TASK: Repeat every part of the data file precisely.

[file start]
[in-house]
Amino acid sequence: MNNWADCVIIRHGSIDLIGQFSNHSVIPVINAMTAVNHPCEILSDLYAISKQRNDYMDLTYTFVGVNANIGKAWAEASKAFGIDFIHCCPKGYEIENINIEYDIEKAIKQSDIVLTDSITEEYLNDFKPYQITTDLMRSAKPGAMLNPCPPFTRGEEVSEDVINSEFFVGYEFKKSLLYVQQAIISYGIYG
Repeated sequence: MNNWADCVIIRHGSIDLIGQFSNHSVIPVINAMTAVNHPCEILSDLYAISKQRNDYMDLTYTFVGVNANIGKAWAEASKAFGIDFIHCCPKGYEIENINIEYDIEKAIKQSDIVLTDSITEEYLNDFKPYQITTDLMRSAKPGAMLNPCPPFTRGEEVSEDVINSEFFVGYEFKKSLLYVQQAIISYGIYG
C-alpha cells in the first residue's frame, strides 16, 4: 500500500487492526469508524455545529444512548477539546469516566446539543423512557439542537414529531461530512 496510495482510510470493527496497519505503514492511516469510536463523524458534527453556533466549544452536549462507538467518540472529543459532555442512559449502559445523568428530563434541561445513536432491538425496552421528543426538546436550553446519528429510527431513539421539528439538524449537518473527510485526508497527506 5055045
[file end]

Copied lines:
[in-house]
Amino acid sequence: MNNWADCVIIRHGSIDLIGQFSNHSVIPVINAMTAVNHPCEILSDLYAISKQRNDYMDLTYTFVGVNANIGKAWAEASKAFGIDFIHCCPKGYEIENINIEYDIEKAIKQSDIVLTDSITEEYLNDFKPYQITTDLMRSAKPGAMLNPCPPFTRGEEVSEDVINSEFFVGYEFKKSLLYVQQAIISYGIYG
Repeated sequence: MNNWADCVIIRHGSIDLIGQFSNHSVIPVINAMTAVNHPCEILSDLYAISKQRNDYMDLTYTFVGVNANIGKAWAEASKAFGIDFIHCCPKGYEIENINIEYDIEKAIKQSDIVLTDSITEEYLNDFKPYQITTDLMRSAKPGAMLNPCPPFTRGEEVSEDVINSEFFVGYEFKKSLLYVQQAIISYGIYG
C-alpha cells in the first residue's frame, strides 16, 4: 500500500487492526469508524455545529444512548477539546469516566446539543423512557439542537414529531461530512 496510495482510510470493527496497519505503514492511516469510536463523524458534527453556533466549544452536549462507538467518540472529543459532555442512559449502559445523568428530563434541561445513536432491538425496552421528543426538546436550553446519528429510527431513539421539528439538524449537518473527510485526508497527506 5055045